People from all over the world travel to see it, the waiting list has hundreds of names on it and reservations are scheduled at least a year in advance.


This stellar structure is none other than the Robert C. Byrd Green Bank Telescope (GBT)the largest fully steerable radio telescope on the planet.


The telescope surface is 100 by 110 meters, it weighs in at 7,300 metric tons (16 million pounds) and boasts a 2.3 acre collecting area.


The GBT , located about three hours outside of Morgantown in Pocahontas County, will soon be the highlight of a discussion at West Virginia University . Felix J.JayLockman will give a lecture titledThe Green Bank Telescope: West Virginias Mountain Earon July 22 at 7:30 p.m. in room 260 of Hodges Hall.


Lockman, principal scientist at the National Radio Astronomy Observatory (NRAO) in Green Bank, will be discussing the telescope and its ground-breaking features.


The telescope, which took more than 10 years to construct, works at radio wavelengths. The GBT dish, according to the NRAO , provides better system noise, image quality and reduced susceptibility to interference. Its surface panels can even maintain the reflectors shape with an accuracy of more than 300 millionths of a meter.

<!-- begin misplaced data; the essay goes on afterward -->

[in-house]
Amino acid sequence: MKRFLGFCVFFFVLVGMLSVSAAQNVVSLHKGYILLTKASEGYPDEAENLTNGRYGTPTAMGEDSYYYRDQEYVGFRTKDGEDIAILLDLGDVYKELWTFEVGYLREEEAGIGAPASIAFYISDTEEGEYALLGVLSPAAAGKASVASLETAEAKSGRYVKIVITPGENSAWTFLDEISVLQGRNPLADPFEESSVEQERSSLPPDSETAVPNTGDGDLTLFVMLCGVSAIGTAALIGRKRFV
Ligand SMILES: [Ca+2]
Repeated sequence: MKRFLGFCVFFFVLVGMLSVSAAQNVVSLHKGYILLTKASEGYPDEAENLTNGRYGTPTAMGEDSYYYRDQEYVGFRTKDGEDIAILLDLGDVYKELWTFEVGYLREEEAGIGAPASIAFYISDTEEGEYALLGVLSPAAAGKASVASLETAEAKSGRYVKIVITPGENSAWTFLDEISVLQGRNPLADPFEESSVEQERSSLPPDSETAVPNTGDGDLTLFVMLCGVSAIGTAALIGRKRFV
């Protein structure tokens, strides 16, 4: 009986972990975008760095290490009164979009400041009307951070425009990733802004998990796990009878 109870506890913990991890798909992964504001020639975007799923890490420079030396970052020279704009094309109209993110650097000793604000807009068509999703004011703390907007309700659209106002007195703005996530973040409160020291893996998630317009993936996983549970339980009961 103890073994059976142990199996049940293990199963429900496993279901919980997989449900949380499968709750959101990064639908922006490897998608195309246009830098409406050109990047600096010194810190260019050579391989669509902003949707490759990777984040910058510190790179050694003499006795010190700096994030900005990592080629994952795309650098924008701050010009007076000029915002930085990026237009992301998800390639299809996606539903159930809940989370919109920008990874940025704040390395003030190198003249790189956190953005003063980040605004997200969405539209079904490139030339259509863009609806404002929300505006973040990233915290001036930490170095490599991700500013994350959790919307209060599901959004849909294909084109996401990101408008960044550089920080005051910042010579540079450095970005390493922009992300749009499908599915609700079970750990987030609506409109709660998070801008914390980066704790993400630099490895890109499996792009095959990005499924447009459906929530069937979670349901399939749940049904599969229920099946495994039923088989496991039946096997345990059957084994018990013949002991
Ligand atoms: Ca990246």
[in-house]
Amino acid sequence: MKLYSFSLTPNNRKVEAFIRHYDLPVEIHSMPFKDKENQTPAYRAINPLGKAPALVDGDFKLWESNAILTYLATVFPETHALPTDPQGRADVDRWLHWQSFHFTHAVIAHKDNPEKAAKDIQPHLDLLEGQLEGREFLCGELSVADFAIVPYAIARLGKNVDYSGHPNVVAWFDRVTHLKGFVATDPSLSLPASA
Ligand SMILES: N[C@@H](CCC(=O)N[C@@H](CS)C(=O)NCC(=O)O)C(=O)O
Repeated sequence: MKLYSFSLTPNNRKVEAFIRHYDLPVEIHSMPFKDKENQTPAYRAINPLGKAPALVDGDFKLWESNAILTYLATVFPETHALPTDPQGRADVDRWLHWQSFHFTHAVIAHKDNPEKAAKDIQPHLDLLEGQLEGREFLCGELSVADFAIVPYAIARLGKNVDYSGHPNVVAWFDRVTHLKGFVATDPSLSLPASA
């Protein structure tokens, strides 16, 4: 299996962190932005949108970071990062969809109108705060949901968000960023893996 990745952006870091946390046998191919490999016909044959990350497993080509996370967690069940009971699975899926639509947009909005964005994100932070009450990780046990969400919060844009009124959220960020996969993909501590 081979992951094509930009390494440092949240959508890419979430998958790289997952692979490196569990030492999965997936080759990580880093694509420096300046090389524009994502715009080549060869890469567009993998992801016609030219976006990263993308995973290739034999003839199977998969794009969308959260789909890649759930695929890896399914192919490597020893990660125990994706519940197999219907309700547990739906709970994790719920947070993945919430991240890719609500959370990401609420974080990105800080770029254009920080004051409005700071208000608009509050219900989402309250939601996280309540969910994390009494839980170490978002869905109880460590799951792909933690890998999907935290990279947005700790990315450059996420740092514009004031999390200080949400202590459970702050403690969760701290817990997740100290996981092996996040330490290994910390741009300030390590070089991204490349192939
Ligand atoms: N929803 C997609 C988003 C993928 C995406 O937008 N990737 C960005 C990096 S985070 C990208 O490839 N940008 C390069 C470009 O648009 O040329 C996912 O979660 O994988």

The telescopes unblocked aperture and active surface is what makes it so unique.


It is unique, powerful and important. There is nothing like it anywhere else in the world,Lockman said.


That is precisely why people the world over come to use it. On July 4, researchers from the University of Iowa, University of Maryland, University of British Columbia, University of California Berkeley and even an observer from Paris, France were scheduled to use the GBT .


Thats just one day,Lockman said.Weve had people come from Australia, Germany, Quebec and New Mexico all in one afternoon. Its a unique treasure.


Uses for the GBT vary, but Lockman will discuss the recent discoveries made with the telescope. Formation of new molecules, gas clouds crashing into the Milky Way and galaxies being formed in the early days of the universe will be covered in his talk.


This lecture is one of a series of public lectures celebrating the International Year of Astronomy at WVU .Visit http://iya.wvu.edu/ for more information.